Long clean-up on Kangaroo Island is further distressing residents, after the destructive bushfires in January
The long wait to clear bushfire rubble is distressing many Kangaroo Island residents, with some burying the debris themselves.
Four weeks after the devastating blaze, some residents say they have been compelled to dig pits at their properties to dump debris.
The Advertiser on Wednesday revealed an agreement to co-fund the clean up of Kangaroo Island and Adelaide Hills properties, anticipated to cost $14 million, was struck between the State and Federal Governments. Clean-up efforts are underway.
But Mawson MP Leon Bignell said farmers have been “in tears” because they have been forced to stare at the rubble for so long.
“I am fearful for the mental health of people on the island who are homeless and whose homes have not been cleared,” he said.
“They’re more than frustrated … people are in really dark places. We can’t do anything about the fire but we can do things about the clean-up and the response.”
Kangaroo Island Mayor Michael Pengilly said “ink-bound bureaucracy” was behind the delay.
“There are people, a week and a half to two weeks ago, buried their own sheds and houses,” Mr Pengilly said.
“They were sick of waiting.
“I don’t blame the State or Federal Government for this, I blame the bureaucracy who were too slow in delivering what they had to do.”
Mayo MP Rebekha Sharkie said the clean-up fund was welcome but “it should have been announced a month ago”.
Eighty-nine island properties were scorched during the January fires.
The Advertiser has seen a text message sent to some residents following a bushfire recovery meeting, stating: “KI Council have advised that non hazardous waste can be either buried in a pit at the back of your own property or dumped at the FRWA Waste Depot”.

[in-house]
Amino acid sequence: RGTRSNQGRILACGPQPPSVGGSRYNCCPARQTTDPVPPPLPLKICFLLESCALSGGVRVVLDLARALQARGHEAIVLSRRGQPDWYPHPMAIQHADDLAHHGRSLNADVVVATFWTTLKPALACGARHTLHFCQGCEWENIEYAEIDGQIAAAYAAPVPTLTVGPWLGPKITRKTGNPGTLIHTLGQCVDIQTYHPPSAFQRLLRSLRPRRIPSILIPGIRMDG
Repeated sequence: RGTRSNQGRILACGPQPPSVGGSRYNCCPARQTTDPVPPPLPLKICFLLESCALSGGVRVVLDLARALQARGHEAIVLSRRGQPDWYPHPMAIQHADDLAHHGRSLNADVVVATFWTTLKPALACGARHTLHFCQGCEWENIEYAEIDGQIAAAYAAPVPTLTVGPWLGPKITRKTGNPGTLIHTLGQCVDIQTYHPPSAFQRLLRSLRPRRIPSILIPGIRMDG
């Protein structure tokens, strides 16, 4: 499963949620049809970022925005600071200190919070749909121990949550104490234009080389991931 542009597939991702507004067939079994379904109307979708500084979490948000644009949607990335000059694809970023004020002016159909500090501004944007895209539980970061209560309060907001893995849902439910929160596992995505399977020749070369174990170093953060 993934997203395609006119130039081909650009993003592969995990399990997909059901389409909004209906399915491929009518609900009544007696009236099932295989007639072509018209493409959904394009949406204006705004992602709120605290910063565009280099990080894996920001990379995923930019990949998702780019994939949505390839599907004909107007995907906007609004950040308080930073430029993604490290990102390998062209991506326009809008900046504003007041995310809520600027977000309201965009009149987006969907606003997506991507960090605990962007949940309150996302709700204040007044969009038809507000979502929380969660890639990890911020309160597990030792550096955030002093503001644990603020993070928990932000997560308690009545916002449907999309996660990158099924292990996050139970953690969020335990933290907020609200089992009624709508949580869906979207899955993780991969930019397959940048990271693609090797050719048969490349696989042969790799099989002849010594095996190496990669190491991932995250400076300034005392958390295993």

A SA Government spokesman said some KI properties had already been assessed, and encouraged residents to contact Green Industries SA before dumping waste on their land.
Islander Estate Vineyards owner Yale Norris was concerned 60km of poly pipe from his property could end up in landfill because he lived on KI – despite it being recycled and re-used to create more piping on the mainland.
RSPCA takes wildlife rescue efforts into Flinders Chase
Wildlife recovery teams have moved into the Flinders Chase National Park on bushfire-ravaged Kangaroo Island with access granted for the first time since the fires in December and January.
The RSPCA says its operations on the island are now into their fifth week with work in the national park to include establishing feed stations and looking for injured animals or those suffering from a lack of food or water.
The Flinders Chase park was one of the worst-hit areas of the island, with most of it blackened as the December blaze escalated.
The RSPCA has established 40 feed stations across the island and says there is evidence animals are using them. Motion-activated cameras are to be installed to gather more information on surviving animals.